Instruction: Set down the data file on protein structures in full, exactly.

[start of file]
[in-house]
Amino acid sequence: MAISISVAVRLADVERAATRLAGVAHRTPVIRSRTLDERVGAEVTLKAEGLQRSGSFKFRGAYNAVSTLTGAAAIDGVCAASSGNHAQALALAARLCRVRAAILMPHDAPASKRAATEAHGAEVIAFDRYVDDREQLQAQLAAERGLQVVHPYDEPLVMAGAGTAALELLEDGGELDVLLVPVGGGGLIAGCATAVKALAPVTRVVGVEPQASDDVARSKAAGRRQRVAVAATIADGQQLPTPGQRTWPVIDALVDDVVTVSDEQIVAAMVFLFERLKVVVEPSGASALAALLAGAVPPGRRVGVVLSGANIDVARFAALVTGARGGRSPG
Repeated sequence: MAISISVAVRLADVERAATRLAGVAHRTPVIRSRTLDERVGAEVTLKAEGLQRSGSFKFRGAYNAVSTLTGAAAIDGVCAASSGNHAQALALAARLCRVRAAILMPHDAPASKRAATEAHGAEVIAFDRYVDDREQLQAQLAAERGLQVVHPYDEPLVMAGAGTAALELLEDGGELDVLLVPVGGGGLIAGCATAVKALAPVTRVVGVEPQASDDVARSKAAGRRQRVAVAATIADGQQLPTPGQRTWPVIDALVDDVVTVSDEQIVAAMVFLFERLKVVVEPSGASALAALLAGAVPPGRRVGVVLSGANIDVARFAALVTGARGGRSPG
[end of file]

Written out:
[in-house]
Amino acid sequence: MAISISVAVRLADVERAATRLAGVAHRTPVIRSRTLDERVGAEVTLKAEGLQRSGSFKFRGAYNAVSTLTGAAAIDGVCAASSGNHAQALALAARLCRVRAAILMPHDAPASKRAATEAHGAEVIAFDRYVDDREQLQAQLAAERGLQVVHPYDEPLVMAGAGTAALELLEDGGELDVLLVPVGGGGLIAGCATAVKALAPVTRVVGVEPQASDDVARSKAAGRRQRVAVAATIADGQQLPTPGQRTWPVIDALVDDVVTVSDEQIVAAMVFLFERLKVVVEPSGASALAALLAGAVPPGRRVGVVLSGANIDVARFAALVTGARGGRSPG
Repeated sequence: MAISISVAVRLADVERAATRLAGVAHRTPVIRSRTLDERVGAEVTLKAEGLQRSGSFKFRGAYNAVSTLTGAAAIDGVCAASSGNHAQALALAARLCRVRAAILMPHDAPASKRAATEAHGAEVIAFDRYVDDREQLQAQLAAERGLQVVHPYDEPLVMAGAGTAALELLEDGGELDVLLVPVGGGGLIAGCATAVKALAPVTRVVGVEPQASDDVARSKAAGRRQRVAVAATIADGQQLPTPGQRTWPVIDALVDDVVTVSDEQIVAAMVFLFERLKVVVEPSGASALAALLAGAVPPGRRVGVVLSGANIDVARFAALVTGARGGRSPG